Aha! So the key here is reporters covering the President-elect are having more fun here in Hawaii than we had in Crawford, Texas - and 85 degrees in the middle of the afternoon here is way better than the cold winds blowing through Chicago too. But none of the journalists were corrupted by a wee little free beer - we pay our own tabs.

And just for the record: your faithful correspondent, while enjoying the wonders of Waikiki beach, never drinks - at least not on the job.

Filed under: Barack Obama • Ed Henry • Raw Politics
December 22nd, 2008
03:02 PM ET

Five found guilty of plotting to kill Fort Dix soldiers

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A jury has found five men guilty of conspiring to kill soldiers at Fort Dix, New Jersey, a spokesman for the U.S. Attorney's office said Monday.

The defendants were acquitted of attempted murder charges but face life in prison.

The jury spent six days deliberating.

Six men were arrested on May 7, 2007, in New Jersey, as two of them were meeting a confidential government witness "to purchase three AK-47 automatic machine guns and four semi-automatic M-16s to be used in an attack they had been planning from at least January 2006," according to a criminal complaint.

The sixth defendant, Agron Abdullahu, pleaded guilty in October to a reduced charge of providing firearms to illegal aliens and received a sentence of 20 months in prison and three years of supervised release.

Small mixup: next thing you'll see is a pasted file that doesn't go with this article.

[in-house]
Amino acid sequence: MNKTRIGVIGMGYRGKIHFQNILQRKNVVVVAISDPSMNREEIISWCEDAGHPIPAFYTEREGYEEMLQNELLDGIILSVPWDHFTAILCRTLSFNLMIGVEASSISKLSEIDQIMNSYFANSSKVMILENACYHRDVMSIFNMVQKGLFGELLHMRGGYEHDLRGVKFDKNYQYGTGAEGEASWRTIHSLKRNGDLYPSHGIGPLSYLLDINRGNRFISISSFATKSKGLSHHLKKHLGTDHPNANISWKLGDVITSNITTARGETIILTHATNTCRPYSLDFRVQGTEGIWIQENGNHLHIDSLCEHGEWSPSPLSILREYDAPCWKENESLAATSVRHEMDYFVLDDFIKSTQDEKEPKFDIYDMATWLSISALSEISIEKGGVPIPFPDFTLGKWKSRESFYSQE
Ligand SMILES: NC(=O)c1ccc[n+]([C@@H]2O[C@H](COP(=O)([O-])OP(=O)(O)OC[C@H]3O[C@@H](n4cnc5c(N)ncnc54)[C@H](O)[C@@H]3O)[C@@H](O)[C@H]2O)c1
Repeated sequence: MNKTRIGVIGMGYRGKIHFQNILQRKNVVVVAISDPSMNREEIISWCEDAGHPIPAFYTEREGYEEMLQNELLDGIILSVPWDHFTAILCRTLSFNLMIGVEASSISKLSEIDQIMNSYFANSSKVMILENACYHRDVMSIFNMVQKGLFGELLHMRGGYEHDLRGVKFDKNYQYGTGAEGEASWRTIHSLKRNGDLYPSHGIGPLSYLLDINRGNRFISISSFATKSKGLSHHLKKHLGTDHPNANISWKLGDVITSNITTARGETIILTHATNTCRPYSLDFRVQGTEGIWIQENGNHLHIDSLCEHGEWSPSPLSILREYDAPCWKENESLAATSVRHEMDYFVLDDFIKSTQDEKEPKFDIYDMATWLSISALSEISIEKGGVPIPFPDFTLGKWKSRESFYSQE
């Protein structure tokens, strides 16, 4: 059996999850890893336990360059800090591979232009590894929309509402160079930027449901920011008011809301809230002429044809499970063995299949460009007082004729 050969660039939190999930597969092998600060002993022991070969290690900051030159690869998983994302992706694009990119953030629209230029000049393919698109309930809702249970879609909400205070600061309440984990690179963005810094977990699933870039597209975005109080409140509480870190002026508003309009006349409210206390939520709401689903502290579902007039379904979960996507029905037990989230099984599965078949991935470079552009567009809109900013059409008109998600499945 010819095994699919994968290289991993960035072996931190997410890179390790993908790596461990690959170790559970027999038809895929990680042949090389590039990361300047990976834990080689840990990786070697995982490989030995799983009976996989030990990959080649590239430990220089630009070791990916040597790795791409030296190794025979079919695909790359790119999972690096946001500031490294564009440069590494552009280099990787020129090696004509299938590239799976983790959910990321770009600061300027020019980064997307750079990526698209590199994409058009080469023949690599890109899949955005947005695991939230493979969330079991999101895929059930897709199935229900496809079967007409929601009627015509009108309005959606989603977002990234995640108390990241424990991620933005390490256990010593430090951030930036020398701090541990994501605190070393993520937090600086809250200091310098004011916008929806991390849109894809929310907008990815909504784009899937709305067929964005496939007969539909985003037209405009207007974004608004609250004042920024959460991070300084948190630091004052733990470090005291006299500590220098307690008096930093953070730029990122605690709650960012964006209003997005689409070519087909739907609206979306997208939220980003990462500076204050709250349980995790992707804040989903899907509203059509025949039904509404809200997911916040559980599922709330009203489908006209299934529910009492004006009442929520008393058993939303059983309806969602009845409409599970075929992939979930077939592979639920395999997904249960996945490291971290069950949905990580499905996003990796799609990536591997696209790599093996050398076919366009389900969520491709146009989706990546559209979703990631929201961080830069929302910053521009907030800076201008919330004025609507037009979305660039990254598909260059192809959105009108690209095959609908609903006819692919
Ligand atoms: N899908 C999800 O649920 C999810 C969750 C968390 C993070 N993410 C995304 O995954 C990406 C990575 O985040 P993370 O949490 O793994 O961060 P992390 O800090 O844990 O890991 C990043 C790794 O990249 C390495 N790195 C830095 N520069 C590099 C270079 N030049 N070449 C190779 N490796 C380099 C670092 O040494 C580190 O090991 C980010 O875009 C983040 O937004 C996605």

Abdullahu told the court in October that, from January 2006 to May 2007, he and Turkish-born Serdar Tatar provided firearms to brothers Dritan Duka, Shain Duka and Eljvir "Elvis" Duka.

The Duka brothers, born in the former Yugoslavia, were in the United States illegally.

Tatar and Abdullahu are both legal U.S. residents. The other defendant, Jordanian-born Mohamad Ibrahim Shnewer, is the only U.S. citizen among them.

The alleged Fort Dix plot came to light when two men gave an 8 mm videotape to a clerk at a Circuit City store in Mount Laurel, New Jersey, and asked him to convert it to DVD format.


Filed under: 360° Radar
December 22nd, 2008
10:51 AM ET

Financial Dispatch: Obama beefs up economic recovery plan

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Gene Bloch
Managing Editor
CNN New York

We’ve all been there – a vacation that’s supposed to be relaxing, but the stresses of the job intrude. President-Elect Obama, on vacation with his family in Hawaii, has a lot to think about with less than a month to go before inauguration. Obama this weekend expanded the goal of his economic recovery plan, which will now aim to create 3 million jobs, up from 2.5 million in the original version. That news comes as this weekend Vice President-Elect Joe Biden took to the airwaves and pressed the need for a recovery plan, saying the U.S. economy is in danger of “absolutely tanking.”